WINNIPEG -- The president and CEO of the Canadian Museum for Human Rights has stepped down effective immediately amid allegations of racism, discrimination and sexual harassment within the museum.

Thursday evening, the museum's Board of Trustees announced that John Young has stepped down as president and CEO of the museum.

In a written apology from the museum's executive team earlier this week, the museum had said Young would step down after his term ended in August.

READ MORE: Human rights museum excluded LGBTQ2+ content on some school tours; CEO to step down after term ends

The museum's board said it is now facing claims of sexual harassment within the museum.

“These allegations were not properly escalated to the Board of Trustees,” Board Chair Pauline Rafferty, who will be stepping in as interim CEO, said in a news release. “Now that we have a more complete understanding of these events, we are taking immediate action and will undertake long-term steps to address these issues.”

In a statement to CTV News, a spokesperson for the museum said it could not comment on specific allegations, it said there have been two occasions when the museum retained an external party to investigate.

They said in both cases, the museum fully complied with the recommendations of the investigator. They did not say what these recommendations were.


The news of sexual harassment claims and discrimination within the CMHR does not come as a surprise to Marianne Hladun, the Prairies Regional Executive Vice-President for the Public Service Alliance of Canada, the union representing museum workers.

She said the union has several grievances dating back to October 2018 filed against the museum over allegations of sexual harassment and discrimination, and she said she expects there will be more.

"When you are talking sexual harassment, when you are talking discrimination – it is a really difficult decision to file a grievance because basically, you are putting your own mental health on the line," she said.

"What everybody perceived is that nobody was going to do anything about it anyway."

She said with more employees speaking out about their experiences, she thinks more people will be coming forward.

"People are basically being empowered to say 'maybe my voice does matter'," Hladun said.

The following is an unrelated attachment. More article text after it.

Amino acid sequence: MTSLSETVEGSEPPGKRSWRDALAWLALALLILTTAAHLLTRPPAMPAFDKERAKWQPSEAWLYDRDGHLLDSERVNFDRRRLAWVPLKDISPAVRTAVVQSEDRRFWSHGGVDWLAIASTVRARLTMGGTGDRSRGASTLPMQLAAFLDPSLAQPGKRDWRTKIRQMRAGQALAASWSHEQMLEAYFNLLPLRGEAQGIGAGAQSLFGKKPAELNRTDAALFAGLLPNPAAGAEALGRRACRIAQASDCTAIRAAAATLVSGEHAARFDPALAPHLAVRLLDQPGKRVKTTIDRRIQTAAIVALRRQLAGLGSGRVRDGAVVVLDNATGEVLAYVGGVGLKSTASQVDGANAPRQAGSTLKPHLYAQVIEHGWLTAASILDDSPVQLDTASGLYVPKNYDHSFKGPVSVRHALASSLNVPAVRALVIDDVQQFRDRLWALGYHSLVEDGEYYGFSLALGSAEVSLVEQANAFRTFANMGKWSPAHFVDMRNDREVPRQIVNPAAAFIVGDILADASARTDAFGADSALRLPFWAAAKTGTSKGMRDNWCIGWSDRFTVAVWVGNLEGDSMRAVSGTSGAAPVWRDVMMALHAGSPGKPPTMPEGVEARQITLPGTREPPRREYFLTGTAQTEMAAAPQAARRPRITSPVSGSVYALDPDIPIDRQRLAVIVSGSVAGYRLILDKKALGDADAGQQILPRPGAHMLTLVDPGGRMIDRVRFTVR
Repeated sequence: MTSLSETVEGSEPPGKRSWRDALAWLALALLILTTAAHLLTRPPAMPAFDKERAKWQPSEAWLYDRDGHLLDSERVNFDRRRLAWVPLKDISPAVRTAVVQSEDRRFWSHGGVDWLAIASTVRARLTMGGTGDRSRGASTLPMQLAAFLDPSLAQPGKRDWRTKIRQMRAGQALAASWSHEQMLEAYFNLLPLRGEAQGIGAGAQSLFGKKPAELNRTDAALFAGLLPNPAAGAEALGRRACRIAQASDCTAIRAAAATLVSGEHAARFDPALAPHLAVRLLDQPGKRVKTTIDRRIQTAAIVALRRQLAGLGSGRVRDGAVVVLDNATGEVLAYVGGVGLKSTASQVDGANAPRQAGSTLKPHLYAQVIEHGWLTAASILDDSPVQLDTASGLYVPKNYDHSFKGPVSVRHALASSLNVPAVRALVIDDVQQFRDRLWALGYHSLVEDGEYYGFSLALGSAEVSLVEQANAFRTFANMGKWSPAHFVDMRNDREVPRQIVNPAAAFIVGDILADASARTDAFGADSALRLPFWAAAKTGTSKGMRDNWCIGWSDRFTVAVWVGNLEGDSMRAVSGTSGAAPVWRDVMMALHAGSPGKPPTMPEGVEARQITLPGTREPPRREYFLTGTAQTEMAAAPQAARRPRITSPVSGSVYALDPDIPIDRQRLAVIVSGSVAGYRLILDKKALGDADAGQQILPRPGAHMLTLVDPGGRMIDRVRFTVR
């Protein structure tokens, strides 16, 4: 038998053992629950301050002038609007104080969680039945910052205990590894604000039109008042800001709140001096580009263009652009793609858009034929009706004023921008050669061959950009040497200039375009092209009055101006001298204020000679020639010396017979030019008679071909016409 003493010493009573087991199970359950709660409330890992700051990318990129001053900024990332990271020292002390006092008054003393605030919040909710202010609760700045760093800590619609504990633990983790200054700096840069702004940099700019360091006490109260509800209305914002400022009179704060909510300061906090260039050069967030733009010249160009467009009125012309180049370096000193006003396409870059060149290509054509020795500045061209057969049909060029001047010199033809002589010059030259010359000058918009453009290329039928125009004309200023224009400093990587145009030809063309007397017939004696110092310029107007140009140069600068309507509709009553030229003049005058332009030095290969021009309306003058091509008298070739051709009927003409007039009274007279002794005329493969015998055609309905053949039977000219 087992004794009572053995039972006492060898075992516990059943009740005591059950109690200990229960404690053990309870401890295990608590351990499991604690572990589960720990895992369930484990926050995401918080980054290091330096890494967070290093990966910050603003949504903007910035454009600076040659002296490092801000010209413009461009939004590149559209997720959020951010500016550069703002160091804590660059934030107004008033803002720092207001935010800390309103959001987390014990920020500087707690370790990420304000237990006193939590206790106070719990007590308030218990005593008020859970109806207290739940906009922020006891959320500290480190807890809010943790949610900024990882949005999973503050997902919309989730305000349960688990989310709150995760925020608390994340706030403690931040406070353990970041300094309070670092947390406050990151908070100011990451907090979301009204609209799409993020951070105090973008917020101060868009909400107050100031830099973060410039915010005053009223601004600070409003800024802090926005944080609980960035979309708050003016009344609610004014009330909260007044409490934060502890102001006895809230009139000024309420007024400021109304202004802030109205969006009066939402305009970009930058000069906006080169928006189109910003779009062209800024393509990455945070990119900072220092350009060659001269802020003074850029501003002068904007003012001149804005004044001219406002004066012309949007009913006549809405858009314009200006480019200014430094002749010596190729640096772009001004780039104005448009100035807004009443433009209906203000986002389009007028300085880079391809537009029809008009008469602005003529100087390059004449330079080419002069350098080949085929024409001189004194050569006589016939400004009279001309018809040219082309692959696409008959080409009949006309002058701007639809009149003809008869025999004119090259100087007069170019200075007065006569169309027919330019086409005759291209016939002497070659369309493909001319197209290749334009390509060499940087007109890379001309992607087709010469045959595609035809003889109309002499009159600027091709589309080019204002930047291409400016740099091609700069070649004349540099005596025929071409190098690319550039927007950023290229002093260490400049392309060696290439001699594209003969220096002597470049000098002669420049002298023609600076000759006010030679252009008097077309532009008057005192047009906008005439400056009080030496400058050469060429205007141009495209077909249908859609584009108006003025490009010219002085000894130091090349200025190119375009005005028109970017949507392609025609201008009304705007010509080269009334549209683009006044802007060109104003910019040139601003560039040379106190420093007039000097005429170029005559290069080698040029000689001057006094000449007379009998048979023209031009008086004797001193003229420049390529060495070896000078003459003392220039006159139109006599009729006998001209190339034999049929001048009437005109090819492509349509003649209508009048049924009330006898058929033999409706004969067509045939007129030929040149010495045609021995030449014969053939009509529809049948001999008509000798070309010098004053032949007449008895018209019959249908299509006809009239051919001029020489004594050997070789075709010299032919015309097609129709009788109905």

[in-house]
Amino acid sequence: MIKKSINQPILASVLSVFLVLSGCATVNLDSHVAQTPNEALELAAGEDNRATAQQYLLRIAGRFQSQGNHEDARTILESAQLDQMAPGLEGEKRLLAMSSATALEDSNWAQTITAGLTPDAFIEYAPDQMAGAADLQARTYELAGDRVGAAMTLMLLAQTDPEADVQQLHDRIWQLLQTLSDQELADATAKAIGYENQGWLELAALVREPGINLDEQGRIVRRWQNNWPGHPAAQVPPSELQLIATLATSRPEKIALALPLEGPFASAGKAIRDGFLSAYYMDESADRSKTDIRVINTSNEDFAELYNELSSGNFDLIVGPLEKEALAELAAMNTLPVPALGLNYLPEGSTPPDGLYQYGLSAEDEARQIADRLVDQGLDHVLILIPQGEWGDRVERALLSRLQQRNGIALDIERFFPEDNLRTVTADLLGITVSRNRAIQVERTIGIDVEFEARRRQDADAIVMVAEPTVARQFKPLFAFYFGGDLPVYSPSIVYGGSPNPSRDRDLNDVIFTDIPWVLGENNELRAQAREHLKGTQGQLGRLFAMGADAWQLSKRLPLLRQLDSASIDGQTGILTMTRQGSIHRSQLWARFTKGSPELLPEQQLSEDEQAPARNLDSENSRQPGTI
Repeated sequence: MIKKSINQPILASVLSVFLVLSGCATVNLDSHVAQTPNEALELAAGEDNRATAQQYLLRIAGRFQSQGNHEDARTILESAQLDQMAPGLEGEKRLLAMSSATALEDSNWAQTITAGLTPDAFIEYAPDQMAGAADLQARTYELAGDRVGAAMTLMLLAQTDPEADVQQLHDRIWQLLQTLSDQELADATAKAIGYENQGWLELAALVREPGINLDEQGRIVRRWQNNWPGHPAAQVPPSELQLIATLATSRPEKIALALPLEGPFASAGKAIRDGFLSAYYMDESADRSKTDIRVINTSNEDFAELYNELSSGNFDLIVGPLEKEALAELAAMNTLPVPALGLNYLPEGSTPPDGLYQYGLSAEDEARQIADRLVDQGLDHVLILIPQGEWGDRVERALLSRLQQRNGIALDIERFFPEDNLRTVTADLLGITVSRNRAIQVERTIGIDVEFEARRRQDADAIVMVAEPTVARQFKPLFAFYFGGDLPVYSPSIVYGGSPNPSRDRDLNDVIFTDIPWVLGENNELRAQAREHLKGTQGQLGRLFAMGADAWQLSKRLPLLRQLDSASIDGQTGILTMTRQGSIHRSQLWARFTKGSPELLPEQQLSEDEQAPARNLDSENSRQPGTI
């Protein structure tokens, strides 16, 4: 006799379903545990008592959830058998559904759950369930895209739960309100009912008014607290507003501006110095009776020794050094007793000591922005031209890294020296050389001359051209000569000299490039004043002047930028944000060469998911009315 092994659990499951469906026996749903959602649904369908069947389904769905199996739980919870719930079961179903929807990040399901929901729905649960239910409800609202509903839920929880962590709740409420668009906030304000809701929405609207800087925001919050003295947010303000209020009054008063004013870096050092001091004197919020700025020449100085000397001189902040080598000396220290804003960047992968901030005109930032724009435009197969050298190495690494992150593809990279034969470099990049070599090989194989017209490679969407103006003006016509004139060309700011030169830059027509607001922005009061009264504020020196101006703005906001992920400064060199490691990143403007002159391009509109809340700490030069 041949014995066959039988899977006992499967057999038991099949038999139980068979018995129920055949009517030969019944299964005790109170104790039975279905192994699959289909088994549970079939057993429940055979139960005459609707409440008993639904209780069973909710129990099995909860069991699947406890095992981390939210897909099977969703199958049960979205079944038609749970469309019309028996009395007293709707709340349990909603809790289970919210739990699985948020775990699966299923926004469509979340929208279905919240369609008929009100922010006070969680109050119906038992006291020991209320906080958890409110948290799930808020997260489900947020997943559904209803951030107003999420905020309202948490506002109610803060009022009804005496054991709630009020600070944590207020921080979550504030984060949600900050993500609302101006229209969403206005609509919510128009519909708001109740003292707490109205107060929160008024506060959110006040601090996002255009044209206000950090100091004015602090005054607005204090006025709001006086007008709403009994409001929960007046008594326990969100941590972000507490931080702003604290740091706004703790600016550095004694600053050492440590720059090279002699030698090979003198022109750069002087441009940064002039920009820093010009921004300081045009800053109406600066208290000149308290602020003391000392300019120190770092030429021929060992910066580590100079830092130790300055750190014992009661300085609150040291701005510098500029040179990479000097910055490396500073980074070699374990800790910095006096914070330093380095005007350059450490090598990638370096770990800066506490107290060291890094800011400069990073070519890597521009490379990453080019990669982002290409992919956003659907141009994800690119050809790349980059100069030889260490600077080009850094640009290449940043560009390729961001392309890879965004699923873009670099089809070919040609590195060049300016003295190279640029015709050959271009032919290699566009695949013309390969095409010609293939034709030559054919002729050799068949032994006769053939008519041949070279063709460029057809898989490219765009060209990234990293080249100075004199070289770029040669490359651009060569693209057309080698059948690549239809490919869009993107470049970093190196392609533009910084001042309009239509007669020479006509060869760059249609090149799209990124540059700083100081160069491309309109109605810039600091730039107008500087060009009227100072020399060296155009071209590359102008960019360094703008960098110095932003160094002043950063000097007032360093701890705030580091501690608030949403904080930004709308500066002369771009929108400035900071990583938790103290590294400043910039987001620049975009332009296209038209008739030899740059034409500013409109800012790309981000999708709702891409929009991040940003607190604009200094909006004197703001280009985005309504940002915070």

She added the union has proposed all museum employees take mandatory anti-harassment training.

"If they seriously believe and are committed to turning this around and making this a place that is the pride of Winnipeg – the pride of Canada – where employees are actually respected, then come to the table, let's work on this together," she said.

"There is a huge culture shift that needs to happen there."


This news comes after the museum confirmed it accepted requests to exclude and hide LGBTQ2+ content from some school tours. There have also been allegations of racism and discrimination within the museum.

The Board of Trustees at the museum said an external third-party review is already underway. The findings from this review will be received by the museum by July 31, 2020 with recommendations for change.

The museum said it has also created a new Diversity and Inclusion Committee chaired by Trustee Julie Jai, who is a former member of the Human Rights Tribunal of Ontario. The museum said this committee will act on the recommendations outlined in the report.

The museum said it will also be engaging staff to hear more about their experiences and better understand their concerns.

“We know the past two weeks have been difficult for the Museum’s staff and volunteers, its members, donors, and the community – and we apologize for that," Rafferty said. "This is especially true for all those who look to the Museum as a place dedicated to human rights, to building understanding, promoting respect, and encouraging reflection. We recognize that we need to hold ourselves to a higher standard."